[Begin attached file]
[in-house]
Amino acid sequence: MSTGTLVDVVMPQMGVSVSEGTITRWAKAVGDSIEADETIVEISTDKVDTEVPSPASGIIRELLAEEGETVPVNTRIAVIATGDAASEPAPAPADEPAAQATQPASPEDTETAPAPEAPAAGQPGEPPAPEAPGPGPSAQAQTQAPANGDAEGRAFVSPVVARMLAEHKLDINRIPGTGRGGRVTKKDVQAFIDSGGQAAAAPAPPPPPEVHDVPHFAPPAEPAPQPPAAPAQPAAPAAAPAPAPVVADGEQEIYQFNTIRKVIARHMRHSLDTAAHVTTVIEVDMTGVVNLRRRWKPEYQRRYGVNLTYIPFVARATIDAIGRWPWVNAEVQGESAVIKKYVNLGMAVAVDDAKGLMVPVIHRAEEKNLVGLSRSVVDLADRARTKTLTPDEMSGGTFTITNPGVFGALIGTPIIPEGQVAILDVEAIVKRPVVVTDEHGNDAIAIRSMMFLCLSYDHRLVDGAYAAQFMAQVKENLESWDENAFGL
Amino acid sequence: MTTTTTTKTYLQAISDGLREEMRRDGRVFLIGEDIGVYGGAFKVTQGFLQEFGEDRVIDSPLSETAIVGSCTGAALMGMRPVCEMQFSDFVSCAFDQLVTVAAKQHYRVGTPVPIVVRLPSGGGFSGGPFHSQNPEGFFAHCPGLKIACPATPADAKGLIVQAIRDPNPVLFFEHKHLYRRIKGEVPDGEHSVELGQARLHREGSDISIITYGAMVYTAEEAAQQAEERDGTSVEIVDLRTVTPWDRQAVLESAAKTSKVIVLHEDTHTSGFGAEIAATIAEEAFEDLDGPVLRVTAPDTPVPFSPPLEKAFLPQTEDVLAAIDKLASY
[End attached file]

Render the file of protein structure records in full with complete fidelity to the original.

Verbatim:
[in-house]
Amino acid sequence: MSTGTLVDVVMPQMGVSVSEGTITRWAKAVGDSIEADETIVEISTDKVDTEVPSPASGIIRELLAEEGETVPVNTRIAVIATGDAASEPAPAPADEPAAQATQPASPEDTETAPAPEAPAAGQPGEPPAPEAPGPGPSAQAQTQAPANGDAEGRAFVSPVVARMLAEHKLDINRIPGTGRGGRVTKKDVQAFIDSGGQAAAAPAPPPPPEVHDVPHFAPPAEPAPQPPAAPAQPAAPAAAPAPAPVVADGEQEIYQFNTIRKVIARHMRHSLDTAAHVTTVIEVDMTGVVNLRRRWKPEYQRRYGVNLTYIPFVARATIDAIGRWPWVNAEVQGESAVIKKYVNLGMAVAVDDAKGLMVPVIHRAEEKNLVGLSRSVVDLADRARTKTLTPDEMSGGTFTITNPGVFGALIGTPIIPEGQVAILDVEAIVKRPVVVTDEHGNDAIAIRSMMFLCLSYDHRLVDGAYAAQFMAQVKENLESWDENAFGL
Amino acid sequence: MTTTTTTKTYLQAISDGLREEMRRDGRVFLIGEDIGVYGGAFKVTQGFLQEFGEDRVIDSPLSETAIVGSCTGAALMGMRPVCEMQFSDFVSCAFDQLVTVAAKQHYRVGTPVPIVVRLPSGGGFSGGPFHSQNPEGFFAHCPGLKIACPATPADAKGLIVQAIRDPNPVLFFEHKHLYRRIKGEVPDGEHSVELGQARLHREGSDISIITYGAMVYTAEEAAQQAEERDGTSVEIVDLRTVTPWDRQAVLESAAKTSKVIVLHEDTHTSGFGAEIAATIAEEAFEDLDGPVLRVTAPDTPVPFSPPLEKAFLPQTEDVLAAIDKLASY